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Title: An Anti-Ramsey Theorem on Posets Speaker: Greg McColm Time: 2:00pm‐3:00pm Place: LIF 267

One of the generalizations of Ramsey Theory has been to posets. It is known that for any finite poset \(P\), there is a finite poset \(Q\) such that any 2-coloring of the nodes of \(Q\) yields a monochromatic copy of \(P\). We will explore some of the results surrounding this fact, including the fact that for any trees \(S\), \(T\), and any 2-coloring of the Cartesian product \(S\times T\) into red nodes and blue nodes, there is either a red copy of \(S\) or a blue copy of \(T\). Then we will find a pair of finite posets \(P\), \(Q\), and a 2-coloring of \(P\times Q\) admitting no red copy of \(P\) nor a blue copy of \(Q\).

Title: An Anti-Ramsey Theorem on Posets, Part II Speaker: Greg McColm Time: 2:00pm‐3:00pm Place: LIF 267

Title: Solutions of Bethe Ansatz Equations in Some Physics Models Speaker: Mourad Ismail Time: 2:00pm‐3:00pm Place: LIF 267

The Bethe Asatz equations are nonlinear algebraic equations satisfied by the eigenvalues of a physical system. Stieltjes solved these equations for the Coulomb gas model. This work is also connected to earlier work of Heine who counted the number of polynomial solutions to second order differential equations with polynomial coefficients. \(Q\)-analogues of these results will be described and I will show the connection with Bethe Ansatz equations for the XXX and XXZ models. In doing so one needs to develop a new theory of singuarities of second order equations in the Askey-Wilson operators.

Title: Difference Equations, Orthogonal Polynomails, and Rogers-Ramanujan Identities Speaker: Mourad Ismail Time: 2:00pm‐3:00pm Place: LIF 267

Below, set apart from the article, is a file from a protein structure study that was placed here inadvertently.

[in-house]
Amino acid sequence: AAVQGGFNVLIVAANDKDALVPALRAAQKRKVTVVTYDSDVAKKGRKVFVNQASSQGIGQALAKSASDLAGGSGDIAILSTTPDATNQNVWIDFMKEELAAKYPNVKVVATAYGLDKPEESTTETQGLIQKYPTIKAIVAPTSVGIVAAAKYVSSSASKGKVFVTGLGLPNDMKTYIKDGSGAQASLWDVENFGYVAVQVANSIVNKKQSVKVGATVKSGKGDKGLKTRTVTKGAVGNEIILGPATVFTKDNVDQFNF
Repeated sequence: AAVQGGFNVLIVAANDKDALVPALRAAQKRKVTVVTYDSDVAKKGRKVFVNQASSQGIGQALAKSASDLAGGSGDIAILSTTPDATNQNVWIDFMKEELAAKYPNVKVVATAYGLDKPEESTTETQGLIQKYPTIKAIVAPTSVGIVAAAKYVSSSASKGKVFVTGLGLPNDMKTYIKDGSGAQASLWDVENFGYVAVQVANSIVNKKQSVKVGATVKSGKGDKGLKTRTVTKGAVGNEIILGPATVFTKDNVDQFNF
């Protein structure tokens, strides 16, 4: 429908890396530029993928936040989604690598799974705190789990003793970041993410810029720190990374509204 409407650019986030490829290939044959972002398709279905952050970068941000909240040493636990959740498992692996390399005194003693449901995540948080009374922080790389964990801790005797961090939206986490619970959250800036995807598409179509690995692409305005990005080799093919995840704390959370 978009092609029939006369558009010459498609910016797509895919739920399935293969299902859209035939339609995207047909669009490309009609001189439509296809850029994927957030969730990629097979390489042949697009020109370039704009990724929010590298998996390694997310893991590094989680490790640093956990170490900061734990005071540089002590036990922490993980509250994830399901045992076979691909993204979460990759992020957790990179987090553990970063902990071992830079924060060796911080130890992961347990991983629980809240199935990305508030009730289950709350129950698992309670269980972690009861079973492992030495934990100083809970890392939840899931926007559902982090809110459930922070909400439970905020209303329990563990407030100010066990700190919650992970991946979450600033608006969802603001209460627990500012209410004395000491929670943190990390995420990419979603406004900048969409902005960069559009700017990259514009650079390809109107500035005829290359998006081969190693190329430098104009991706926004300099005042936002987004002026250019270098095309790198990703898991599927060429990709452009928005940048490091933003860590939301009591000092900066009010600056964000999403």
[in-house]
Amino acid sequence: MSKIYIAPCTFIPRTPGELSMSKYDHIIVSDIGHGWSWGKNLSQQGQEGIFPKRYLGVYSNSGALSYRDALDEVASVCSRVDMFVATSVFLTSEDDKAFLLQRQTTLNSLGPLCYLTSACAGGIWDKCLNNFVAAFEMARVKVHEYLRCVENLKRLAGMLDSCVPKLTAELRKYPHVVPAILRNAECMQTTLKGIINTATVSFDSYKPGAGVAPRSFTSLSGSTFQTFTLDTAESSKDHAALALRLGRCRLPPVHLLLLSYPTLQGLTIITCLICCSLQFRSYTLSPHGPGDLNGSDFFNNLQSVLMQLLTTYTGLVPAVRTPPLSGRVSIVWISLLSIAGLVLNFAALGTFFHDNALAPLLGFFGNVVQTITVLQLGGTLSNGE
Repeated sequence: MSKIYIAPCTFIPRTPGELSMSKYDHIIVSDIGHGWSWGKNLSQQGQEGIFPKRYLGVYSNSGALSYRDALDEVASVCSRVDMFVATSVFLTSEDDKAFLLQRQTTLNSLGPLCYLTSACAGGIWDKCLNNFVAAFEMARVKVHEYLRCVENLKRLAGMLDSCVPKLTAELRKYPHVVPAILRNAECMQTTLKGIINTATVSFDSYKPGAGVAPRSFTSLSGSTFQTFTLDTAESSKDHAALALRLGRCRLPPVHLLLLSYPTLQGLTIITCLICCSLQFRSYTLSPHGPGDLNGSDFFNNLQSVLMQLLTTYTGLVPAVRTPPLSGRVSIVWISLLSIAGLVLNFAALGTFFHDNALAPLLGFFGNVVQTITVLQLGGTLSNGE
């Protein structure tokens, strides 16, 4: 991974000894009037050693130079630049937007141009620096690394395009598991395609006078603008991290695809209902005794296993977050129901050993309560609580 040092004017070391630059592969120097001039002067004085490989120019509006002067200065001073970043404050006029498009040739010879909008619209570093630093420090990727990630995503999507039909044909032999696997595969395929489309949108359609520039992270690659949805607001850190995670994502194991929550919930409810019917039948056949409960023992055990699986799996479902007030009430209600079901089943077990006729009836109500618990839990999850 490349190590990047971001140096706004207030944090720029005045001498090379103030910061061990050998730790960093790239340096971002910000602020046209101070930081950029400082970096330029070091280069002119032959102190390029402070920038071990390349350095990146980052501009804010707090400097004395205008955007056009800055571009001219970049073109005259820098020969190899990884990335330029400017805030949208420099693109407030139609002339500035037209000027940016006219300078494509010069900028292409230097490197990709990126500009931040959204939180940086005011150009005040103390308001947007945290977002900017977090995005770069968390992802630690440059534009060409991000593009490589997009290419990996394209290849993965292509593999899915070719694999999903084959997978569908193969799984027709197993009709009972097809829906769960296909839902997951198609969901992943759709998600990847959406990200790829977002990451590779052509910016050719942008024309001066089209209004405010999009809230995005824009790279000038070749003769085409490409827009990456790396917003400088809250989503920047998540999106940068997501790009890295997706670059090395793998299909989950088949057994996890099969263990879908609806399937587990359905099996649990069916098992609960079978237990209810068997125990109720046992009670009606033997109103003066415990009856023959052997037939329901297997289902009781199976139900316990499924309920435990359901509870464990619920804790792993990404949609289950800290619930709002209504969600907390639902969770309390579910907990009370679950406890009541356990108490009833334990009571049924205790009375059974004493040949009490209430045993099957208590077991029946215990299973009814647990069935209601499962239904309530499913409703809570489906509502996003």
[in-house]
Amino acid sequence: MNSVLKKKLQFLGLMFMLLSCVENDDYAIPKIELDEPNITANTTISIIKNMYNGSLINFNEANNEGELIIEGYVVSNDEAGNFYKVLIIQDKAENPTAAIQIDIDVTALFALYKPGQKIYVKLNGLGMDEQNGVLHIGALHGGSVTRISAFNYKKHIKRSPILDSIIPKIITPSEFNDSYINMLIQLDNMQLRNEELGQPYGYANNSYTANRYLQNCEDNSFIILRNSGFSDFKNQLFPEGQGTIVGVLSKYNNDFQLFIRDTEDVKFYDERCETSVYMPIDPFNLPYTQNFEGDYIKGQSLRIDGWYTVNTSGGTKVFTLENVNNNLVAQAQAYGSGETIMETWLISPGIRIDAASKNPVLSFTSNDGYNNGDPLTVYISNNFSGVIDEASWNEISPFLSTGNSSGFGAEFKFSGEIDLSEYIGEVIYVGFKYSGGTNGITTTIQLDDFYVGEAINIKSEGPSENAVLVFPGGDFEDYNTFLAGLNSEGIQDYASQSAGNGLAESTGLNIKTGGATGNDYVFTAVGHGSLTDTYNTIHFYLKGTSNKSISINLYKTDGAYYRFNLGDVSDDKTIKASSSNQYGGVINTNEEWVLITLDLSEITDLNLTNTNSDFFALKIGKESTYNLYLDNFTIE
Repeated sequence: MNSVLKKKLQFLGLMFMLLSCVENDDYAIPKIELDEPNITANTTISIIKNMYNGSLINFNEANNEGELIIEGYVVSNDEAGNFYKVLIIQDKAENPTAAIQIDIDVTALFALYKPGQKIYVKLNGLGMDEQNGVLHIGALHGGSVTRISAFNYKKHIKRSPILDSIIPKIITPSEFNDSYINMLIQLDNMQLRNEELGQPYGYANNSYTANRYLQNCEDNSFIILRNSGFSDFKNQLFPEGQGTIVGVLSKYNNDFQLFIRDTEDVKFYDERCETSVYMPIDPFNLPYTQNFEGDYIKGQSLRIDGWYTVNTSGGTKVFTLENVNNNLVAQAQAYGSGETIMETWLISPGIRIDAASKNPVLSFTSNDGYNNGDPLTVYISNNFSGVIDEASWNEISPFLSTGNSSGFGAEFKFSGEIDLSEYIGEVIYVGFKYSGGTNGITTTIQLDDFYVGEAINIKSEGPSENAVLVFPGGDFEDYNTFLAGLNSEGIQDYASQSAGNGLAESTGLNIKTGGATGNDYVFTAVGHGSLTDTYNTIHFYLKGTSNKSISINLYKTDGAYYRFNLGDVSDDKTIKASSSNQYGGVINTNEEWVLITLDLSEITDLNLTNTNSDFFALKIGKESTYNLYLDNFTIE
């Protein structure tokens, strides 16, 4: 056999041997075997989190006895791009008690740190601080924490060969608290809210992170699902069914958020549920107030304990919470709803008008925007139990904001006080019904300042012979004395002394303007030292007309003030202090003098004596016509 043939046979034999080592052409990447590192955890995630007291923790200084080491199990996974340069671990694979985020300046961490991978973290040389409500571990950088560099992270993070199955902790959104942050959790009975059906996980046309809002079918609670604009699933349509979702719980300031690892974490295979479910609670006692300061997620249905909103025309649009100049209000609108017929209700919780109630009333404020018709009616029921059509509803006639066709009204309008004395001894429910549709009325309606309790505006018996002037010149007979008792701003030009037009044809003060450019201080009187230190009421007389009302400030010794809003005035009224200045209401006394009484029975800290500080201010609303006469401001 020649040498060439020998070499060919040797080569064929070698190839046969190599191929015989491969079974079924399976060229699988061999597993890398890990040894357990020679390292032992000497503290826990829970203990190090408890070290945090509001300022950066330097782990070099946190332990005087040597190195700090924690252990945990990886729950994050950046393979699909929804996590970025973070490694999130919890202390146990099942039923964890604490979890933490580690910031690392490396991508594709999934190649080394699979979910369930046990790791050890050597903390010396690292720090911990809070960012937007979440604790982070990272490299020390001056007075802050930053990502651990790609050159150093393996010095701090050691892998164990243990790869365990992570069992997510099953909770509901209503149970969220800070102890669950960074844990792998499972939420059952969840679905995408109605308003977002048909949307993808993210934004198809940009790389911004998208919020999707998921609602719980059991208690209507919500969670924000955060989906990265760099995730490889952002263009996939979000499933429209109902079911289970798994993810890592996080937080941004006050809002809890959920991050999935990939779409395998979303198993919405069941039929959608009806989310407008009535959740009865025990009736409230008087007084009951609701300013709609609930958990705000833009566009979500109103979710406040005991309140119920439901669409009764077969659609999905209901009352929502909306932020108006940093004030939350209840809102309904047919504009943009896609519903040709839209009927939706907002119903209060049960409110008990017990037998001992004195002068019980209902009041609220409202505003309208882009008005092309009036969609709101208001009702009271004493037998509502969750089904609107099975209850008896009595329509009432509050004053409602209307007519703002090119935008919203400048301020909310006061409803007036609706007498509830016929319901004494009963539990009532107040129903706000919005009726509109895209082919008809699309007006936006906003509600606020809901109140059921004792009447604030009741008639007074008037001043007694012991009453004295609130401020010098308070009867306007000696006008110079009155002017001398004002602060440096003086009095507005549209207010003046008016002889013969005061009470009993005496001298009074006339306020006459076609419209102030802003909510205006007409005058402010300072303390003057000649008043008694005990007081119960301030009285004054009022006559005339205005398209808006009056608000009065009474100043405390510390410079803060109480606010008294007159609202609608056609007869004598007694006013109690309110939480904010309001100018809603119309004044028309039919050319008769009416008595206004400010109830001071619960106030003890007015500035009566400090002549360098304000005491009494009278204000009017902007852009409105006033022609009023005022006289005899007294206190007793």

We show how the Rogers-Ramanujan identities follow from studying difference equations motivated by orthogonal polynomials. In particular this explains and gives infinite families of generalizations of a list of Rogers-Ramanujan identities developed in the 1960's by L. J. Slater, who claimed it was a complete list.

Title: A Non-Monotonic Propositional Logic Speaker: Richard Stark Time: 2:00pm‐3:00pm Place: LIF 267

Title: A Non-Monotonic Propositional Logic, Part II Speaker: Richard Stark Time: 2:00pm‐3:00pm Place: LIF 267

Title: A Non-Monotonic Propositional Logic, Part III Speaker: Richard Stark Time: 2:00pm‐3:00pm Place: LIF 267

Title: Graph Homomorphisms and Graph Automorphisms Speaker: Brian Curtin Time: 2:00pm‐3:00pm Place: LIF 267

Let \(G\) and \(H\) denote finite simple graphs. An automorphism of \(H\) is a permutation of its vertices which maps adjacent vertices to adjacent vertices (and nonadjacent vertices to nonadjacent vertices). Let \(\operatorname{Aut}(H)\) denote the full group of automorphisms of \(H\). A homomorphism of \(G\) into \(H\) is a map from the vertex set of \(G\) to that of \(H\) which maps the endpoints of edges of \(G\) to the endpoints of edges of \(H\). We discuss the use of graph homomorphisms in determining the automorphisms of a graph.

More precisely, we do the following. Fix a natural number \(n\), and let \(p\) and \(q\) denote \(n\)-tuple of vertices of \(H\). We show that if \(p\) and \(q\) belong to distinct orbits under the action of \(\operatorname{Aut}(H)\) then there is a graph \(G\) and an \(n\)-tuple \(r\) of vertices of \(G\) such that the number of homomorphisms from \(G\) into \(H\) maping \(r\) to \(p\) element-wise differs from the number of homomorphisms from \(G\) into \(H\) mapping \(r\) to \(q\) element-wise. To prove this result we shall use some classical results on polynomial invariants of finite groups.

Title: Ph.D. Program Review Planning Session Time: 2:00pm‐3:00pm Place: LIF 267

We will discuss what we will say to the Ph.D. committee next week.

Title: Graph Homomorphisms and Graph Automorphisms, Part II Speaker: Brian Curtin Time: 2:00pm‐3:00pm Place: LIF 267